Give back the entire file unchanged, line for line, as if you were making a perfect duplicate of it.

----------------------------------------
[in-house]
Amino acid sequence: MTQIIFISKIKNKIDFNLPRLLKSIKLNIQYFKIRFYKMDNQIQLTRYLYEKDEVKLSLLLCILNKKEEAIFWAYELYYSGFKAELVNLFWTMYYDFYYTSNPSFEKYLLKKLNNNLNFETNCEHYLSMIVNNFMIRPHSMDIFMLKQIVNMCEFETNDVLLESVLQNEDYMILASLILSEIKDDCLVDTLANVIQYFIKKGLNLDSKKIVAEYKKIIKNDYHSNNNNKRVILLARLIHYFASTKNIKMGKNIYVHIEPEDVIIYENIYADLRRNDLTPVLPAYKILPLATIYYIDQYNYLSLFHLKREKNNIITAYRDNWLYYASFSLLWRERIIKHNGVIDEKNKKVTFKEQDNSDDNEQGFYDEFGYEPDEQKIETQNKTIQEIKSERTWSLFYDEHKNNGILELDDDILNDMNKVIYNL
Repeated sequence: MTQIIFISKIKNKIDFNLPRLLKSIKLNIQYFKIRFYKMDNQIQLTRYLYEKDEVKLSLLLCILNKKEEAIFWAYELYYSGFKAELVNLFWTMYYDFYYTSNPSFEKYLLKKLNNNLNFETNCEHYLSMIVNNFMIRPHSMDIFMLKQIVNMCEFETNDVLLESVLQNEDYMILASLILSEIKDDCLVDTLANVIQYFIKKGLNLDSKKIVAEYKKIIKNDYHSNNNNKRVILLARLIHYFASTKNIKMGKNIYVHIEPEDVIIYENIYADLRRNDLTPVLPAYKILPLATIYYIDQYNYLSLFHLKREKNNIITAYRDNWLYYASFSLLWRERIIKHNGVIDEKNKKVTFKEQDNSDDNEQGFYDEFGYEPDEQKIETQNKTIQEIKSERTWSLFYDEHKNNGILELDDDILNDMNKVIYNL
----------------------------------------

[in-house]
Amino acid sequence: MTQIIFISKIKNKIDFNLPRLLKSIKLNIQYFKIRFYKMDNQIQLTRYLYEKDEVKLSLLLCILNKKEEAIFWAYELYYSGFKAELVNLFWTMYYDFYYTSNPSFEKYLLKKLNNNLNFETNCEHYLSMIVNNFMIRPHSMDIFMLKQIVNMCEFETNDVLLESVLQNEDYMILASLILSEIKDDCLVDTLANVIQYFIKKGLNLDSKKIVAEYKKIIKNDYHSNNNNKRVILLARLIHYFASTKNIKMGKNIYVHIEPEDVIIYENIYADLRRNDLTPVLPAYKILPLATIYYIDQYNYLSLFHLKREKNNIITAYRDNWLYYASFSLLWRERIIKHNGVIDEKNKKVTFKEQDNSDDNEQGFYDEFGYEPDEQKIETQNKTIQEIKSERTWSLFYDEHKNNGILELDDDILNDMNKVIYNL
Repeated sequence: MTQIIFISKIKNKIDFNLPRLLKSIKLNIQYFKIRFYKMDNQIQLTRYLYEKDEVKLSLLLCILNKKEEAIFWAYELYYSGFKAELVNLFWTMYYDFYYTSNPSFEKYLLKKLNNNLNFETNCEHYLSMIVNNFMIRPHSMDIFMLKQIVNMCEFETNDVLLESVLQNEDYMILASLILSEIKDDCLVDTLANVIQYFIKKGLNLDSKKIVAEYKKIIKNDYHSNNNNKRVILLARLIHYFASTKNIKMGKNIYVHIEPEDVIIYENIYADLRRNDLTPVLPAYKILPLATIYYIDQYNYLSLFHLKREKNNIITAYRDNWLYYASFSLLWRERIIKHNGVIDEKNKKVTFKEQDNSDDNEQGFYDEFGYEPDEQKIETQNKTIQEIKSERTWSLFYDEHKNNGILELDDDILNDMNKVIYNL